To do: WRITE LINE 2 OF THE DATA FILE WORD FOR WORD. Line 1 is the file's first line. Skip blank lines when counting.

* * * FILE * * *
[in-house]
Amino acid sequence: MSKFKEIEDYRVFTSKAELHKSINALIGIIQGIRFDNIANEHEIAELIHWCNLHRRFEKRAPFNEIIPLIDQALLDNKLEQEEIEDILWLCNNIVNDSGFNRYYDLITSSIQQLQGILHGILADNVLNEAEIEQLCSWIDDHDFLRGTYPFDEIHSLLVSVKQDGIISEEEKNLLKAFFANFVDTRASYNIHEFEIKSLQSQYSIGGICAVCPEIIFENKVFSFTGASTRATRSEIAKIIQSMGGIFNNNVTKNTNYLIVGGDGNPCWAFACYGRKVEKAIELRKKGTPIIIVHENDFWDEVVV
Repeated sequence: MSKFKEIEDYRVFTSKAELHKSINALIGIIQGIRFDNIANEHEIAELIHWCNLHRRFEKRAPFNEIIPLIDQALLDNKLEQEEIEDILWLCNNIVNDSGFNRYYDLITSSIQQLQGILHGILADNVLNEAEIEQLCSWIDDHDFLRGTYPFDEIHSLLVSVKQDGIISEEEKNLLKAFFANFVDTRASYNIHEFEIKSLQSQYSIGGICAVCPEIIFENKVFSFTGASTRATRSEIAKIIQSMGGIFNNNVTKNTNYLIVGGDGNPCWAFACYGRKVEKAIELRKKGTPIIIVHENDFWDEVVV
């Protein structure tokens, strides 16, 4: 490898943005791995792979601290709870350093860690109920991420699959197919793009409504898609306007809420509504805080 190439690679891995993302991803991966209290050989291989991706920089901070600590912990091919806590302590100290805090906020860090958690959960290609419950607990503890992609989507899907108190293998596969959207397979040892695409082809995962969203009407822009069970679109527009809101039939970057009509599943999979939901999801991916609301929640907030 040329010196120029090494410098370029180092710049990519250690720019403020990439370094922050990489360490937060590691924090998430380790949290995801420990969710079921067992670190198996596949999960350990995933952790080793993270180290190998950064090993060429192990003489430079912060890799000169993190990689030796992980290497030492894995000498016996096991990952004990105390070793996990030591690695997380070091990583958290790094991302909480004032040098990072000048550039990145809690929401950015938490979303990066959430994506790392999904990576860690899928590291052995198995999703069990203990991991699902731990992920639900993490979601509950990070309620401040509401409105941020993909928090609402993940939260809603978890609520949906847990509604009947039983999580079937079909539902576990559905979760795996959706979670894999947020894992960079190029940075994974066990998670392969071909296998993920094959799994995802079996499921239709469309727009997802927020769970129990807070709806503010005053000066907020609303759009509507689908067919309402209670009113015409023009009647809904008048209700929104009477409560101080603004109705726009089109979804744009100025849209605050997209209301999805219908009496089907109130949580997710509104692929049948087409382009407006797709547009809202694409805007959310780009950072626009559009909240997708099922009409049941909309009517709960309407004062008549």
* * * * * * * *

Amino acid sequence: MSKFKEIEDYRVFTSKAELHKSINALIGIIQGIRFDNIANEHEIAELIHWCNLHRRFEKRAPFNEIIPLIDQALLDNKLEQEEIEDILWLCNNIVNDSGFNRYYDLITSSIQQLQGILHGILADNVLNEAEIEQLCSWIDDHDFLRGTYPFDEIHSLLVSVKQDGIISEEEKNLLKAFFANFVDTRASYNIHEFEIKSLQSQYSIGGICAVCPEIIFENKVFSFTGASTRATRSEIAKIIQSMGGIFNNNVTKNTNYLIVGGDGNPCWAFACYGRKVEKAIELRKKGTPIIIVHENDFWDEVVV